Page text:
Academic journal article Frontiers of Health Services Management

Purchaser-Driven Reform: Who Is at the Wheel?

Academic journal article Frontiers of Health Services Management

Purchaser-Driven Reform: Who Is at the Wheel?

Article excerpt

Robert E. Hurley's article accomplishes several major objectives in that it prompts one to think past this year and the next about changes that are occurring in our health care system. More important, it makes the point of the inexorable nature of those changes aside from what may occur nationally or locally in terms of legislation. Two of the basic tenets of his article are not predictions at all but are observations regarding processes that are extant and growing in intensity. The prediction is simply that these existing trends will continue to intensify and will be the primary drivers of change in the system.

The first point is that purchaser incentives rather than provider-driven incentives are becoming the engine for change and the architect of that change. In this regard, purchasers are demanding value, which simply means the maximization of quality with the minimization of cost. Cost is being defined, perhaps for the first time, as what the purchaser is willing to pay rather than the charge of the provider. Outcomes measurement and the supporting data therefrom are being demanded as the assessment of quality is becoming objective rather than the somewhat loose subjective assessments of the past.

The second major change that Hurley describes is the gradual shift of financial risk from the "insurer" to the provider. There are many examples of this shift of risk. Insurers nationally are seeking to capitate individual physicians and groups of physicians for care of enrolled populations, both in the case of primary care providers as well as specialists. These same insurers are seeking to pass risk to the providers by developing comprehensive service contracts that include physician and hospital fees for particular episodes of care, usually in the tertiary venue in areas such as transplantation and open heart surgery. It is evident that if this trend continues and more and more risk is placed on the shoulders of the providers, gradually the providers become the insurance mechanism and today's "insurance" companies will become jobbers of care, serving as distributors for the purchaser but minimizing their own risk and providing none of the services directly. As the "pushing down" of risk continues, those providers (both physicians and hospitals) who do not want to be in the insurance business will have to decline such capitated arrangements (and/or participation in bundled service pricing) and will lose access to the part of the market seeking such arrangements. As that part of the market grows, providers will have no choice in the matter. It is interesting that in almost all scenarios for reform, capitation emerges as the ultimate order of the day.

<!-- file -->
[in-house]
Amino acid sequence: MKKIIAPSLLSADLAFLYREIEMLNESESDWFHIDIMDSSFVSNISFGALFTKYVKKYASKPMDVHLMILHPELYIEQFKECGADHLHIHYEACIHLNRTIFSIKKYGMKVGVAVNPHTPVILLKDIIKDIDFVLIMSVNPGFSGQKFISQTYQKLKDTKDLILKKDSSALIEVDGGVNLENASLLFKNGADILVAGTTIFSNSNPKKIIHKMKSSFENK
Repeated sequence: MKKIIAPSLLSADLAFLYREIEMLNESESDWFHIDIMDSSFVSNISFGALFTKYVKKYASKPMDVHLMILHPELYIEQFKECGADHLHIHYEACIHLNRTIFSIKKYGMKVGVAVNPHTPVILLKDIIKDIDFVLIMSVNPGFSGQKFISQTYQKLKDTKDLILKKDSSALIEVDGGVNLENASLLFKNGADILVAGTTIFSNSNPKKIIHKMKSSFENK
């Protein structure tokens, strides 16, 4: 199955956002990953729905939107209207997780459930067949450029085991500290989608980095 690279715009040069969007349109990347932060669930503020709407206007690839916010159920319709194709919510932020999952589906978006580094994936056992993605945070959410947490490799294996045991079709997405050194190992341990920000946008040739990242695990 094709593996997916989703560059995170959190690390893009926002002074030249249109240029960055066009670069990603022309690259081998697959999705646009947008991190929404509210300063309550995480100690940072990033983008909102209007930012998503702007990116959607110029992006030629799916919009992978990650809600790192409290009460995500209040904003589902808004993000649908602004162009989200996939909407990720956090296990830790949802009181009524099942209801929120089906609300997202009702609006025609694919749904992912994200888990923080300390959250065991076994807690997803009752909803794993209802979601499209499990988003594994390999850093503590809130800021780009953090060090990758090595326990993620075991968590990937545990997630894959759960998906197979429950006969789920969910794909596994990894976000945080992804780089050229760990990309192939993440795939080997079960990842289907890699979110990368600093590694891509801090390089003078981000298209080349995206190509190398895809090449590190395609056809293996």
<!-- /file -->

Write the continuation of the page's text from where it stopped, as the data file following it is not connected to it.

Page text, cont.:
Hurley describes three evolving structures for insuring and delivering care. The first is the provider-sponsored vertically integrated system in which a single provider develops the capacity to provide in-and outpatient services, physician services, and managed care programs. Such a provider system ultimately becomes an insurer when it takes upon itself all of the financial risk for the care of those individuals enrolled with the system. At the other end of the spectrum is a second model in which a "selective contracting organization," which provides no direct care on its own, contracts in the "spot market" for all of the required services, buying each service from the most economical provider in the market and thus creating a network from the sum of all of these individual contracts with providers. This network/selective contracting model can move quickly to change providers by termination of contracts and puts intense pressure on the provider market to be cost effective. This kind of network can be put together quickly and can be very flexible in that changes can be made rapidly. It does not enjoy benefits of long-term relationships between participants. The third model has features of both the first and the second. It too is a network/contracting model, which Hurley designates as the "bilateral compact model. …

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